First Bus is to pilot a new pricing scheme for services covering the Bo’ness area following a councillor’s campaign to have fares lowered.
The company says it is listening to its customers and admits current pricing needs to be “clearer”, not just in the Falkirk Council area, but across lowland Scotland.
The move comes after Falkirk North Councillor Craig R Martin launched a petition on change.org demanding First lower its fares in the district after research showed journeys of a similar length were cheaper in neighbouring local authority areas, like West Lothian.
A spokesperson for First Midland Bluebird said: “We are listening to our customers and recognise there’s a demand for a clearer method of fares linked to the areas we serve. We’re currently looking at implementing a new zonal system across the whole First Scotland East operating area, which covers not just Falkirk but across the Lothians and down to the Borders.
“Falkirk has been selected to pilot this scheme and we are undertaking research locally to determine what this will look like.”
First say the new prices will come in over the next six months with details of how it will work within that time period. The firm acknowledges that improvements are needed to the local service and said its prices are currently frozen to keep them competitive.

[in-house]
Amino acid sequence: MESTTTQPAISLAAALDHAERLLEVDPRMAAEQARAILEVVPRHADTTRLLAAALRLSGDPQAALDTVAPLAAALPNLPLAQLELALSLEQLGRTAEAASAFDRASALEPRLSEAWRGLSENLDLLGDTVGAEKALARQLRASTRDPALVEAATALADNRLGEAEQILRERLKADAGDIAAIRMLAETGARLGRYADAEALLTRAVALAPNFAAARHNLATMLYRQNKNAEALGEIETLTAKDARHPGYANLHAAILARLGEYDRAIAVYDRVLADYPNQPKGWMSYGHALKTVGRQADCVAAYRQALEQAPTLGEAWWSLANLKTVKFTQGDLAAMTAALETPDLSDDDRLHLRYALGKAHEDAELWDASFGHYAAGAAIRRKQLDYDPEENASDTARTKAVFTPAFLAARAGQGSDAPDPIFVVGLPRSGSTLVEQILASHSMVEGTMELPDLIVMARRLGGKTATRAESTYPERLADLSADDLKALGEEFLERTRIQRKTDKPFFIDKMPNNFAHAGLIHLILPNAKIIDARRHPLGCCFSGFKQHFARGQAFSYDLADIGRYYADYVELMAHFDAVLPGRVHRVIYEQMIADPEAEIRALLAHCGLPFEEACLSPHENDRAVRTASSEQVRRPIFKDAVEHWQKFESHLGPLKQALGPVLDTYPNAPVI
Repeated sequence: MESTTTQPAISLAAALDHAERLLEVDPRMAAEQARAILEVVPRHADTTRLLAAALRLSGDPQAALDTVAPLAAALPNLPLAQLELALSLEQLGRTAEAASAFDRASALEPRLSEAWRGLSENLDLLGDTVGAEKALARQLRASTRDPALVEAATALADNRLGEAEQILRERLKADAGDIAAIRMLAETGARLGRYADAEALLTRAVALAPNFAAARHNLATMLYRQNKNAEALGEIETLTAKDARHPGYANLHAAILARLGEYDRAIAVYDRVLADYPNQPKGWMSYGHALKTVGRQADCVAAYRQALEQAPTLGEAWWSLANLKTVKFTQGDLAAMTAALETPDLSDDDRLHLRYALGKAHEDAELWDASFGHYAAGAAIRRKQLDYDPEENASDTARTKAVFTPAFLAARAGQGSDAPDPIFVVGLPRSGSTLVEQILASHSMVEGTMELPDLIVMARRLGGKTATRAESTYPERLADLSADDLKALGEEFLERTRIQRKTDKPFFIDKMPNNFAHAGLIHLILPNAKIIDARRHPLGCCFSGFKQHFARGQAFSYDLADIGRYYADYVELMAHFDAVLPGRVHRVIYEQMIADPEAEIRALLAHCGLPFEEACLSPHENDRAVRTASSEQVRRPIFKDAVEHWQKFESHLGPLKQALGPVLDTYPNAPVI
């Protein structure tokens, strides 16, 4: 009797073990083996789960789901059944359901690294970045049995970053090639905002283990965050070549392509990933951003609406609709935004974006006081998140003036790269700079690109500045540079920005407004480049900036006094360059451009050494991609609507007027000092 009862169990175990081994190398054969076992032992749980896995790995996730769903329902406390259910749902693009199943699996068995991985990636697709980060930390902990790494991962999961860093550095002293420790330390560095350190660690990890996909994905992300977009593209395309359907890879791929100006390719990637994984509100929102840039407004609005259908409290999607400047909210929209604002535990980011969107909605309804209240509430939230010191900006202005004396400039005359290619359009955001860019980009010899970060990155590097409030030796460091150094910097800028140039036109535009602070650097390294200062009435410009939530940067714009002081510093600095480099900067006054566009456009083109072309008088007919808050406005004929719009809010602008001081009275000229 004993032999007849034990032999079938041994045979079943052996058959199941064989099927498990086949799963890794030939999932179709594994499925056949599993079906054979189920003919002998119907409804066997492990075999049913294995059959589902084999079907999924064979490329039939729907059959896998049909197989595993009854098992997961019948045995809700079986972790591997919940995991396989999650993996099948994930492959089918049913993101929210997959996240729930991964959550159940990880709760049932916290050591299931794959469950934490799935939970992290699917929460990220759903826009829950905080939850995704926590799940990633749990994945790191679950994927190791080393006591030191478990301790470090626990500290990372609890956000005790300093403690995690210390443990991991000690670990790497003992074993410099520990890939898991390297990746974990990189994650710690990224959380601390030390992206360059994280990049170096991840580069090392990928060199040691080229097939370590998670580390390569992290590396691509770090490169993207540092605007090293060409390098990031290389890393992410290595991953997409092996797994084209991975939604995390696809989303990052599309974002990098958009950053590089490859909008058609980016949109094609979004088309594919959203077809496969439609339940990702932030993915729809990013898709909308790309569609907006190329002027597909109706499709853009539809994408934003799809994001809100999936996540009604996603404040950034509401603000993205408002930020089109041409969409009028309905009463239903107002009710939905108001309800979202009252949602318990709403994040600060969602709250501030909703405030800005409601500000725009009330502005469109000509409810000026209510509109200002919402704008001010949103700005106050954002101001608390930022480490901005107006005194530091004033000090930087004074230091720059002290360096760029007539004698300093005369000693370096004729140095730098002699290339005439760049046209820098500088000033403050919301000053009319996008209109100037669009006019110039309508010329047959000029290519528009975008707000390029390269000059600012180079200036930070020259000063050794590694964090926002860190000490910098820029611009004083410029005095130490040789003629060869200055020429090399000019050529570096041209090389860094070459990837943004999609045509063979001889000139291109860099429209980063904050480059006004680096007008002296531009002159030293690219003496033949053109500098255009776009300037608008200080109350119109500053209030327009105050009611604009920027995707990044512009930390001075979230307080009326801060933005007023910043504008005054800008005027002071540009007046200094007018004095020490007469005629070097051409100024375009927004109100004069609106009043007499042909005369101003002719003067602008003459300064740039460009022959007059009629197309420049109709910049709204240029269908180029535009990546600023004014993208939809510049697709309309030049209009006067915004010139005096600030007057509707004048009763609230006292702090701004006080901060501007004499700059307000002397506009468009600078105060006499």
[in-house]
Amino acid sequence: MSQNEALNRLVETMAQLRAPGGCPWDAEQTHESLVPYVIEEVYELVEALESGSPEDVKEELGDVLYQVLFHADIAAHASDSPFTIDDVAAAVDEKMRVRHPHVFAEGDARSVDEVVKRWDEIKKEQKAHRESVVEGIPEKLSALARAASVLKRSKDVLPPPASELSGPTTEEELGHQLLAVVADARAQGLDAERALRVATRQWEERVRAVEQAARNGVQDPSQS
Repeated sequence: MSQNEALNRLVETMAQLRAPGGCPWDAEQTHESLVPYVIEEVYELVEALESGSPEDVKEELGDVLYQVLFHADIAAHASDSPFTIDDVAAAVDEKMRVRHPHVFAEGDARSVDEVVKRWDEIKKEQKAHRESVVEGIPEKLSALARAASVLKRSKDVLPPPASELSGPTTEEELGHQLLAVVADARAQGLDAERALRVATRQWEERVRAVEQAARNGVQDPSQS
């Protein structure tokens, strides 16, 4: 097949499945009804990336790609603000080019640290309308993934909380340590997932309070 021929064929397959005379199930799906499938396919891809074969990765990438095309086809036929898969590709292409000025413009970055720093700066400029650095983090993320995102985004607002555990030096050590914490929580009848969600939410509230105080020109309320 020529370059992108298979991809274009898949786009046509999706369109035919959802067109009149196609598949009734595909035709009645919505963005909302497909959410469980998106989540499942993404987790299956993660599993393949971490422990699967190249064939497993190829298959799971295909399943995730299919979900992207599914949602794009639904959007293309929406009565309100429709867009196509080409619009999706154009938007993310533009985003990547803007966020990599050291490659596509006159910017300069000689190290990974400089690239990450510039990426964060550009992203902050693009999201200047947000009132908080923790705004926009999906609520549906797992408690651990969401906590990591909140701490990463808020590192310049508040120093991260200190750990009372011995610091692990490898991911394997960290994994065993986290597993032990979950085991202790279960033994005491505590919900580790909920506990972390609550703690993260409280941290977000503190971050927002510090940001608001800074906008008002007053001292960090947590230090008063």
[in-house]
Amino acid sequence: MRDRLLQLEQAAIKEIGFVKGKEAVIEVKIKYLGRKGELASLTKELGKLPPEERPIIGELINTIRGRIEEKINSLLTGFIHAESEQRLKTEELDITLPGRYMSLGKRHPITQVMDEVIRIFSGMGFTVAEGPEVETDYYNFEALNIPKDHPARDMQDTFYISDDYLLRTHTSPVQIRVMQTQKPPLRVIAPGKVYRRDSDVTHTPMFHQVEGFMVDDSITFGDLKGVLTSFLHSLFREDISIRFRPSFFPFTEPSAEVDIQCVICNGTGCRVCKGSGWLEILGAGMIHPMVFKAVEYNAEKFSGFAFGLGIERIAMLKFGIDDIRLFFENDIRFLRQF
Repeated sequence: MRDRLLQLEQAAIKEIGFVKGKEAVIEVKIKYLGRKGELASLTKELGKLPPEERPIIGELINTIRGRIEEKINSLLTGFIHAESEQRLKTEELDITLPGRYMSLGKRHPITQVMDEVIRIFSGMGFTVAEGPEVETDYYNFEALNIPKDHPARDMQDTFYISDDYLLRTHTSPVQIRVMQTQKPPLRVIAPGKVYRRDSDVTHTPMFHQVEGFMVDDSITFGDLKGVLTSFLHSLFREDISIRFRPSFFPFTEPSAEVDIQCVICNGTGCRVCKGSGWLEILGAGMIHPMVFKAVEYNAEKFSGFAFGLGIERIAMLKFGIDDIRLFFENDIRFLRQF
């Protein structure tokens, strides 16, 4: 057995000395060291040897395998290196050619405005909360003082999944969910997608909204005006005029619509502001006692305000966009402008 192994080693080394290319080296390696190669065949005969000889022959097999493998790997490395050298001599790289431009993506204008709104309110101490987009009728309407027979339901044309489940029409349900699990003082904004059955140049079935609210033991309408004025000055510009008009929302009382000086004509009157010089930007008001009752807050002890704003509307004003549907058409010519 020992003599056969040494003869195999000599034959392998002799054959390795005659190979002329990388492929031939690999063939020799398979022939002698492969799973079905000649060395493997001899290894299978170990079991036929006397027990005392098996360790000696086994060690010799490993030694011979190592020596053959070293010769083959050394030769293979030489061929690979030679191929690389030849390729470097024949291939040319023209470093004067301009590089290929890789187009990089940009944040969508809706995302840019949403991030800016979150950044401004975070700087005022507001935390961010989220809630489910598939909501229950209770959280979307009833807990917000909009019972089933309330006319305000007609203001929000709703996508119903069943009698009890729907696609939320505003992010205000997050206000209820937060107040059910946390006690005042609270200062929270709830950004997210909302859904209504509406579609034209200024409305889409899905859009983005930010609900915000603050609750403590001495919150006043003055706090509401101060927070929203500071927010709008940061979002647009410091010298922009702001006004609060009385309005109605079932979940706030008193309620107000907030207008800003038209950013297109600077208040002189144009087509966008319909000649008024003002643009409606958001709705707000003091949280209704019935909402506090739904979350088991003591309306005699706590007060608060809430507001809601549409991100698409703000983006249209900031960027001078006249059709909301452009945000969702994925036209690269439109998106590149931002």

The spokesperson added: “In the Falkirk area we’ve already invested £5.1 million to improve our fleet, with free wifi, mobile ticketing and other improvements we’ve put in place to make bus travel more attractive and encourage people living locally to swap the car for the better quality, affordable public transport on offer.”
IT WOULD BE A ‘WIN-WIN’
Councillor Craig R Martin successfully had a motion passed by Falkirk Council last week to lobby the Scottish Government for re-regulation of national bus services to give councils more power over, or even run, local bus services.
First Bus has previously rejected proposals for such a move saying more regulation would threaten investment and be more expensive to run due to bureaucracy, however, Dr Martin disagrees.
He has pointed to cheap fares on publicly-owned Lothian Buses in Edinburgh as well as the city council receiving millions from its profits.
He said: “I don’t think it would cost more for councils to run services, as long as they are operated properly, the public would reap the benefits. Look at Lothian buses for a good example. It’s a great service and Edinburgh council, which owns almost all of Lothian Buses, received around £5.5 million from the profits this year.
“I know profits in Falkirk would be less than that figure, but these profits would be invested to deliver a much better service or be used for other council services so it would be a win-win situation.”
First Midland Bluebird managing director has also agreed to meet with reporters from the Journal for a question and answer session to address concerns from bus users in the area. The meeting is scheduled for Thursday, September 10.
If you have a question you’d like us to put to Mr McGowan, e-mail it to us at email@example.com.